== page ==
Arms smuggling comes in a distant second. As with derivatives and insider trading, the possibilities for abuse are as unlimited as the human imagination. The outcome of a secret policy of complicity was entirely predictable.
I must admit, though, I was shocked to
learn just how far up the food chain the rot extends.
From the start, AIG’s international focus was made-to-order for intelligence operations. In 1939, the Japanese invasion of China compelled Starr to relocate to New York, where, in 1943, he joined with OSS chief William “Wild Bill” Donovan to form a special insurance unit to gather war-time intelligence about Nazi Germany and Japan. During the war, the OSS actually shared Starr’s offices in New York City.
The special unit used Starr’s connections in China, including his Shanghai newspaper, as a spy network.
Meanwhile, the special agents at the New York office sifted through mountains of insurance documents for blueprints of enemy bomb plants, the design of the Tokyo water supply, timetables for tide changes, and other details about shipping and manufacturing which aided the allied war effort.
As World War II drew to a close, the special unit
investigated how the Nazis might seek to launder their assets via phony
The next year, he issued a public stock offering and began to expand the company. According to various reports, Greenberg was a long-time confidant of Ronald Reagan’s CIA Director William Casey, who had headed the Securities and Exchange Commission under Nixon. Casey attempted to recruit Greenberg to be his deputy at CIA, but Greenberg declined, preferring to remain at AIG.
Once, during a New York Times interview, Casey mentioned Greenberg as one of the few individuals outside of government whom he relied on for advice.
Henry Kissinger was another close friend and client. In 1987, Greenberg appointed Kissinger as chairman of AIG’s advisory board.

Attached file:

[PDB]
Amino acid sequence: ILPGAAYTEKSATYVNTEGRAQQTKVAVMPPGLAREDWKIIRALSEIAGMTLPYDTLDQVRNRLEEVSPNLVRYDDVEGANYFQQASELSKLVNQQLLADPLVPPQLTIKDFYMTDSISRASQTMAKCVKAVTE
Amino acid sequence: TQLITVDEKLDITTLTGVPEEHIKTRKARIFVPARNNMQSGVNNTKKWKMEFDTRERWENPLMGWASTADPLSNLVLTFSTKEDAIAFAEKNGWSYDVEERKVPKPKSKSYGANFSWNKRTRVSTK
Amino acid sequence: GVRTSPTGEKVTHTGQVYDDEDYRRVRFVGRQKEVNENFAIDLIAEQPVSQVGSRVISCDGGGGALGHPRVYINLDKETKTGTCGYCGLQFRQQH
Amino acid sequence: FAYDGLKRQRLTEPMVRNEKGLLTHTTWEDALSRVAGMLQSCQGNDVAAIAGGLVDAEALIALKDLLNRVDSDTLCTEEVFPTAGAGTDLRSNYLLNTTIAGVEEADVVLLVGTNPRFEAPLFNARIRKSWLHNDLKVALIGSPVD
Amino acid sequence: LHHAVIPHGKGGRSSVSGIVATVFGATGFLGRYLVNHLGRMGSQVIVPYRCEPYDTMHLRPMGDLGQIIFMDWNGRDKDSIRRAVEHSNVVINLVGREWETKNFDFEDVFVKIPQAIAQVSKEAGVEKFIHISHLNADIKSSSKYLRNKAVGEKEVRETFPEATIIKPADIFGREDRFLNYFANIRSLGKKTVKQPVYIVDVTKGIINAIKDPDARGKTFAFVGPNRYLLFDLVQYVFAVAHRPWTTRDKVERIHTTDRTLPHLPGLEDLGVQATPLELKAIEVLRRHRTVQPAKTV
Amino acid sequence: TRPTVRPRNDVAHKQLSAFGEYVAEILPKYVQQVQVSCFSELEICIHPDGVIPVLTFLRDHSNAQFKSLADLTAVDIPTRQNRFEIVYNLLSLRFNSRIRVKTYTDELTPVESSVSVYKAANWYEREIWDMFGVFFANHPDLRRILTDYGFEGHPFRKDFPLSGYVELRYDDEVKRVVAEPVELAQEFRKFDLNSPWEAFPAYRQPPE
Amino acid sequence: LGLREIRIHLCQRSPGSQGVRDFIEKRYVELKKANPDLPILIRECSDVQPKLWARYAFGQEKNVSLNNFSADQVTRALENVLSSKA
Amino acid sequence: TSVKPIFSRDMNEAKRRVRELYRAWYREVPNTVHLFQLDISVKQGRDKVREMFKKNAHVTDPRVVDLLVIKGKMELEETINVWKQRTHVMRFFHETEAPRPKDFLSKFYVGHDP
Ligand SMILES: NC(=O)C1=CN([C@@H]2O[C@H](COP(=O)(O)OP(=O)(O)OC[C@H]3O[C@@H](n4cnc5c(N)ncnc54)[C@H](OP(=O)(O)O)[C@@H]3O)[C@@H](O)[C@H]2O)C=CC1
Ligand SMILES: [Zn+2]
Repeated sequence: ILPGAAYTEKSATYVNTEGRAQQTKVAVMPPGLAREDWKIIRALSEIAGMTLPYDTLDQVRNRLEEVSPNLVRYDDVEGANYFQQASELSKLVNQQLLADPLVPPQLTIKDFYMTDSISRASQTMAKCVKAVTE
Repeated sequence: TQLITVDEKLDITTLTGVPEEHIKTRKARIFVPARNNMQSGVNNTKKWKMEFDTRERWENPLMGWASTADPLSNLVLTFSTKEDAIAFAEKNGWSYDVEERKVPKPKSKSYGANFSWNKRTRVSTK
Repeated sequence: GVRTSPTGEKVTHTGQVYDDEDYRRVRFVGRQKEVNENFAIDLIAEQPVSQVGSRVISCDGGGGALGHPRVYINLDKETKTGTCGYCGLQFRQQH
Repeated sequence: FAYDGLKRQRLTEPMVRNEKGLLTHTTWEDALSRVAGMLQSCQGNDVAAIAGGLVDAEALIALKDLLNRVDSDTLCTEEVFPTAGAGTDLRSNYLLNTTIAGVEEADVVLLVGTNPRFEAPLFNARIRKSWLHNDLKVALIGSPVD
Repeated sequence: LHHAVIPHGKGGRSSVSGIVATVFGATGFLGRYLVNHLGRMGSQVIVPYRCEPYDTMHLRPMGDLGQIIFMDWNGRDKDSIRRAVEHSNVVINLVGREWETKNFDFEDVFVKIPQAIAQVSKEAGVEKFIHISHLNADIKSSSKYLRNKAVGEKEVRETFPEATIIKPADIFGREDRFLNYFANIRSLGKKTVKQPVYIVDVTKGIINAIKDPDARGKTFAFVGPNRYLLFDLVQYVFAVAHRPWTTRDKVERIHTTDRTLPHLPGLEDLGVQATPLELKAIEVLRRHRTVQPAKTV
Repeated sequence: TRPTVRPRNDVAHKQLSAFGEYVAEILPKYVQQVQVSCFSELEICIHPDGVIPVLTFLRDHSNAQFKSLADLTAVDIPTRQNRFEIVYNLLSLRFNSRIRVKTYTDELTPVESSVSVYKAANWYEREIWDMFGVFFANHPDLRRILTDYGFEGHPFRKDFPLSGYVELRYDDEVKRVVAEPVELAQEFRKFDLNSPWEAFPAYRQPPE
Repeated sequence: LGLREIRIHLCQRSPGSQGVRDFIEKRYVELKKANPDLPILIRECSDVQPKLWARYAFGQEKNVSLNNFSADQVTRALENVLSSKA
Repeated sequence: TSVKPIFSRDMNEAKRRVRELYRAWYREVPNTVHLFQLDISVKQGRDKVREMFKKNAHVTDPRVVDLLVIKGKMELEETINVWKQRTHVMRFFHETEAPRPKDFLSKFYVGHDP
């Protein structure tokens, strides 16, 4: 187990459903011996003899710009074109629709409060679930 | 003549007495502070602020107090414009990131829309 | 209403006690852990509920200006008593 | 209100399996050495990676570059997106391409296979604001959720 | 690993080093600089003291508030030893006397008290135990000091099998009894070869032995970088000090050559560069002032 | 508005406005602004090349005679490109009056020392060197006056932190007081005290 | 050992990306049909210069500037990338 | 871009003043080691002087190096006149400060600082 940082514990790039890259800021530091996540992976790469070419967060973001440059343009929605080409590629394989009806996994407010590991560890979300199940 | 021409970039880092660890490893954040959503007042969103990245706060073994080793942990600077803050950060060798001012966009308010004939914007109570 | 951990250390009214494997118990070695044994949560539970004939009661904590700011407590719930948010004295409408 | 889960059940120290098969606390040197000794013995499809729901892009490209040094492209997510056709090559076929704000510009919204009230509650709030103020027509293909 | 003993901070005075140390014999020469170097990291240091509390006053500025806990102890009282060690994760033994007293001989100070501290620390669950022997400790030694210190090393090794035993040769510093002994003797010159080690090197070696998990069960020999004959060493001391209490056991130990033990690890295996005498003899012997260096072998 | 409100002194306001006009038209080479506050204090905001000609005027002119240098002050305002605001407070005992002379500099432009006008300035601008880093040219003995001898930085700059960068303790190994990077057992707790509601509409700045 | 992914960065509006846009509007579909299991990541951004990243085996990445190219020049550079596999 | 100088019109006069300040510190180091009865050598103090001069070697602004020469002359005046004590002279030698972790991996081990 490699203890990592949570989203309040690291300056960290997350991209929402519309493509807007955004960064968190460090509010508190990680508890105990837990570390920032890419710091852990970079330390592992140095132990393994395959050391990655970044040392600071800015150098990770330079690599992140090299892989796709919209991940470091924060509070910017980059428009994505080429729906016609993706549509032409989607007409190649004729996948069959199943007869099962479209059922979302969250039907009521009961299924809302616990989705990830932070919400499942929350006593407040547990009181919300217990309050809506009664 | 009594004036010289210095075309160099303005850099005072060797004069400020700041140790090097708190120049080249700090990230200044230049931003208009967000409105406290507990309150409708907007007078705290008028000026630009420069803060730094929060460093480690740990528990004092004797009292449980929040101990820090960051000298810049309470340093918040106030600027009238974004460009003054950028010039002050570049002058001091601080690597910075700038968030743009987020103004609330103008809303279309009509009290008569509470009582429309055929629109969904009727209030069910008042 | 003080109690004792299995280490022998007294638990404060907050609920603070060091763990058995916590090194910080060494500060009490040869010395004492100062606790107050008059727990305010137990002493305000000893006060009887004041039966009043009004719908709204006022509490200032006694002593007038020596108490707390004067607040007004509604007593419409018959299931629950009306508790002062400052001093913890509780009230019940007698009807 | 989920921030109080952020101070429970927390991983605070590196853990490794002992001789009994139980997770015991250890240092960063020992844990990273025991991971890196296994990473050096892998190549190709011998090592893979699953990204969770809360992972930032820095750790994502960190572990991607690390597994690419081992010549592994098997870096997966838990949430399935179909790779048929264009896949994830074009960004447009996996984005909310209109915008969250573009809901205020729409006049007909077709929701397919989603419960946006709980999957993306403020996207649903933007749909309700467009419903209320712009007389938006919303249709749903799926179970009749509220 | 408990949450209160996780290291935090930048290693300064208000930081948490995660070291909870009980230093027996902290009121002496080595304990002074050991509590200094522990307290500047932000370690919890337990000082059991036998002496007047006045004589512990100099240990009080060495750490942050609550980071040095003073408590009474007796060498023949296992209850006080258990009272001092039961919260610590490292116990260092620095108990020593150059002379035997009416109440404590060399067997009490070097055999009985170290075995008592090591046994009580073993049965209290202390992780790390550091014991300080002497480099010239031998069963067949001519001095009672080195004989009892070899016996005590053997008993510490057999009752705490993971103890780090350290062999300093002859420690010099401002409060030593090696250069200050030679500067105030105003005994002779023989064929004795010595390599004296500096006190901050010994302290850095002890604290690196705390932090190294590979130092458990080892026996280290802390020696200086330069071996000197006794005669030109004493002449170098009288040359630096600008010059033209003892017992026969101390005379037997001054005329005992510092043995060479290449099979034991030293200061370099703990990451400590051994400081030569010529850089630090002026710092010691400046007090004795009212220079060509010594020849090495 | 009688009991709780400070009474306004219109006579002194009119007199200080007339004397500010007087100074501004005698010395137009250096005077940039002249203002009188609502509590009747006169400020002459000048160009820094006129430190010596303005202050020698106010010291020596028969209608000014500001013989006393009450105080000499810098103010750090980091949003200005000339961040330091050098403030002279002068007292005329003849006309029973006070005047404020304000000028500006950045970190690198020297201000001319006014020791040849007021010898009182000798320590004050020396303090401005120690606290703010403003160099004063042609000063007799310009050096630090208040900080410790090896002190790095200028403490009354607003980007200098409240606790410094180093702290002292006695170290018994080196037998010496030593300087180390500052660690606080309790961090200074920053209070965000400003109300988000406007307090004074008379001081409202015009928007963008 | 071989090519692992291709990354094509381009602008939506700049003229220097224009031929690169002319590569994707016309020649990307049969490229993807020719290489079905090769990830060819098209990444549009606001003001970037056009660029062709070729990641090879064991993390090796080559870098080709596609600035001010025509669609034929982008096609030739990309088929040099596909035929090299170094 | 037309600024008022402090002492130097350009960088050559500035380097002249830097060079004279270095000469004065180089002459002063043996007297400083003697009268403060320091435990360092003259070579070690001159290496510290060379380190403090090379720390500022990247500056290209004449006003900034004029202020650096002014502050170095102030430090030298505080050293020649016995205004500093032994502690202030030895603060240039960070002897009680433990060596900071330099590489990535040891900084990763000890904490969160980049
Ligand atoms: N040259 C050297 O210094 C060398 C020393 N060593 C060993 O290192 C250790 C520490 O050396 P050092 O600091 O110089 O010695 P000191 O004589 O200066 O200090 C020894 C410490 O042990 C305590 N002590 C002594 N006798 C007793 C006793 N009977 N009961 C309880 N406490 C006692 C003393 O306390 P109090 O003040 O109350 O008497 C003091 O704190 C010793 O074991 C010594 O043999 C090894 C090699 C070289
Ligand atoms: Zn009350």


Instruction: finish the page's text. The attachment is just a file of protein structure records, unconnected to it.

For years, both men lobbied China’s leaders to
open the country to western investment, though Kissinger’s role is more
widely known. In 1980, the Chinese finally granted Greenberg a license to
sell insurance in Beijing, and in 1996 AIG reoccupied the same Shanghai
offices originally used by C.V. Starr.
While the rest of the insurance industry suffered periodic ups and downs, AIG behaved more like a “growth” company. Its consistently high earnings wowed investors. Some compared AIG to a perpetual money-making machine.
In a column, David Schiff, publisher of an insurance industry newsletter, wrote that,
The comparison was based on more than whimsy.
Rumor had it that Maurice “Hank” Greenberg drew his nickname from the first
Jewish superstar of baseball, Hammerin’ Hank Greenberg, whom the Yankees
recruited in 1929 (but who played first base, most of his career, for the
Writing in 1998, Schiff acknowledged that,
Many investors did not bother to try. They simply accepted the fact that Greenberg was brilliant, and that AIG was somehow unique.
The view expressed in 2002 by Morgan Stanley analyst Alice Shroeder was typical:
Some probably felt the same way about Bernie Madoff, but there were significant differences.
AIG was no Ponzi scheme. Whereas other large insurance firms like State Farm were fairly simple to understand, AIG, by comparison, was “fabulously complex,” virtually impenetrable from the outside.
The Wall Street Journal once referred to AIG as
a “black box” (the same op-ed also mentioned Enron.) This helps to explain
why Greenberg and AIG remained untouchable for so long.
By the 1990s, Greenberg had diversified into other areas, such as derivatives trading, private banking, financial services, and asset management. Another division boasted the world’s largest airline rental company. But AIG achieved its lofty reputation by succeeding where others failed.
I was surprised to read that most traditional insurance companies lose money underwriting policies. They turn a profit by shrewdly investing the premiums. AIG was different.
It had a reputation for actually making money writing insurance policies; or so people thought.
However, in the spring of 2005 when the dust finally settled, it was clear that AIG also lost money in the insurance business but obscured the fact through a myriad of creative accounting schemes that transformed AIG’s underwriting (business) losses to investment (capital) losses, a slick way to enhance AIG’s corporate balance sheets.
One of Greenberg’s favorite expressions was:
After 9/11, it gradually became clear that not even AIG insiders were privy to the decisions being made at the top.
In 2002, an internal audit committee reported that AIG’s financial accounting was suspect. Later that same year, the Securities and Exchange Commission (SEC) uncovered evidence of securities fraud. In 2000, AIG marketed an insurance product that enabled a company named Brightpoint Inc to conceal $11.9 million in losses.